Wolverine is Right About His Epic

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The X-Men’s Wolverine is a mutant that has been appearing in Marvel Comics for decades, and although Logan thinks his longevity in life means he has a responsibility to watch over history, he’s not entirely correct about his role; at least not at the current moment. Touched on in X Deaths of Wolverine #5, by Benjamin Percy and Federico Vicentini, this final issue in the recent X Deaths of Wolverine/X Lives of Wolverine event sees Wolverine finally taking down the corrupted Phalanx version of his future self after the baddie threatens to upend the budding mutant society of Krakoa. Revolving around the idea that Wolverine has lived, died, and resurrected more times than he can count, this series is clear about Wolverine having a unique perspective on life compared to others. Seen on an all-text page after Wolverine saves the day, this particular excerpt talks about a time when Wolverine was visiting the Coba ruins and overhears a conversation about the place between a young child and his parents. Hearing the child ask why they can’t “knock it down” and replace them with “something new,” Logan comes to the conclusion that “history meant nothing” to this kid because the idea of centuries or even millennia passing is “unimaginable” to a child that has only been walking the Earth for a handful of years. The text then ends with the sentiment that since Logan is as old as he is, he needs to take “the long view” of history and “keep watch” so things don’t repeat themselves in any particularly bad way.

It’s worth mentioning that in the grand scheme of things, Wolverine isn’t that old as compared to other mutants like Apocalypse he’s a drop in the metaphorical age bucket. But what is interesting about Wolverine’s train of thought is that he’s not entirely wrong about him being a protector of history and his role in watching it — he’s just a few decades removed from making this perspective fact.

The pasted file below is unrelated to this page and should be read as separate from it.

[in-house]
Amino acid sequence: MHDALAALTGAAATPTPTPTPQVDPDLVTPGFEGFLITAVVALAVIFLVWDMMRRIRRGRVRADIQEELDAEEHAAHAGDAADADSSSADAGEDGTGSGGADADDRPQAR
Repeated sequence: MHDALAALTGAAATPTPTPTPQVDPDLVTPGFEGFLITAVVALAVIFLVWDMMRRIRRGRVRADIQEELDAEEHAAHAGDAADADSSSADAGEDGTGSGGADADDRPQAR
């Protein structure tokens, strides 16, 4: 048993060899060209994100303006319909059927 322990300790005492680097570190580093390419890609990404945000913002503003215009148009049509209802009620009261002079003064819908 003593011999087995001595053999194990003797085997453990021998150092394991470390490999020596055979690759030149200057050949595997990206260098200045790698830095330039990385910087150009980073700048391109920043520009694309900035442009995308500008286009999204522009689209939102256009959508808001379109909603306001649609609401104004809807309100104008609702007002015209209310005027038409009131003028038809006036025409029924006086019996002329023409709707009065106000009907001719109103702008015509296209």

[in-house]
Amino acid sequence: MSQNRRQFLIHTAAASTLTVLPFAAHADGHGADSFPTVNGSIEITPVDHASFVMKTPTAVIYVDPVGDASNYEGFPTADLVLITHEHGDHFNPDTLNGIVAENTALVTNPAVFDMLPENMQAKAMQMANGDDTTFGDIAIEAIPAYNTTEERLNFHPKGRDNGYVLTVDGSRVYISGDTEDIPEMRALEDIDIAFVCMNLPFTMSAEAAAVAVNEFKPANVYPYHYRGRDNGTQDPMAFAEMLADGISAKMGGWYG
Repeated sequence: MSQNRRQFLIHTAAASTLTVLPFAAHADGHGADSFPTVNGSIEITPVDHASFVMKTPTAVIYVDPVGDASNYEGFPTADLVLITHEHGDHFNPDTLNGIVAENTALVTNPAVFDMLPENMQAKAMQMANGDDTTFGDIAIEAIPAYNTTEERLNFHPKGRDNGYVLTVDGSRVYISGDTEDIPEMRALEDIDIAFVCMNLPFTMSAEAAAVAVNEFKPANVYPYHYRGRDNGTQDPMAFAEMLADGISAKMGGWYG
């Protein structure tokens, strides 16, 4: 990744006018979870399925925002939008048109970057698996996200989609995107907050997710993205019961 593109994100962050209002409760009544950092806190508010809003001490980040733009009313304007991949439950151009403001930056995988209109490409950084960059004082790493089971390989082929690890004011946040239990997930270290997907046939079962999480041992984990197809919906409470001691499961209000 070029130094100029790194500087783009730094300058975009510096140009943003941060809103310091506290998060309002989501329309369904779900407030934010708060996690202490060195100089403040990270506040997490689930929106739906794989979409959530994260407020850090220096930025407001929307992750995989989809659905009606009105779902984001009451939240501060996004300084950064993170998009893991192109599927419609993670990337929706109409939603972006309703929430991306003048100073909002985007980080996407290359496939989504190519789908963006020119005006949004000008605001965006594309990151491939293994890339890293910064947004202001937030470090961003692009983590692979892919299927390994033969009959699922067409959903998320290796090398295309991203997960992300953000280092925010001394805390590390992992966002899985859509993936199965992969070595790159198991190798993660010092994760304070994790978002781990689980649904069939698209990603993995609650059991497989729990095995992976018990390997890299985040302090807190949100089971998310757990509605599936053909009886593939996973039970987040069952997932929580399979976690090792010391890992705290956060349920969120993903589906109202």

Considering that Marvel has already established Logan was born sometime in the 1800s, their shifting continuity timeline — which allows characters to always stay relevant and appropriately aged in “present-day” — will continue to make Wolverine older and older as he snikts his way across the Marvel Universe for years to come. So by that logic, Wolverine will see more and more of history and will take “the long view” because Marvel will purposely retcon him to grow old without him actually doing so in the normal sense of the word. To be more succinct, Wolverine will always have been born in the 1800s, and will always be alive and well in whatever real-life year passes as “present-day” at the time. For example, in 2022, Logan is 130-ish years old, in 2050 he’ll be 160 (without seeming like he’s “aging”), and so on, while a character like Spider-Man will always be in his late twenties to early thirties regardless of what real-time year his stories are being created in. So although it’s true that Wolverine will eventually become some kind of guardian of history like he claims to already be here, he simply hasn’t experienced enough at this point in his life to self-aggrandize himself as being some all-knowing watcher with the perfect perspective on history and its effect on the future. Wolverine is assuredly in it for the long haul as he’s the “best at what he does”, but he needs a couple more decades under his belt before this real “Old Man Logan” claim can become true.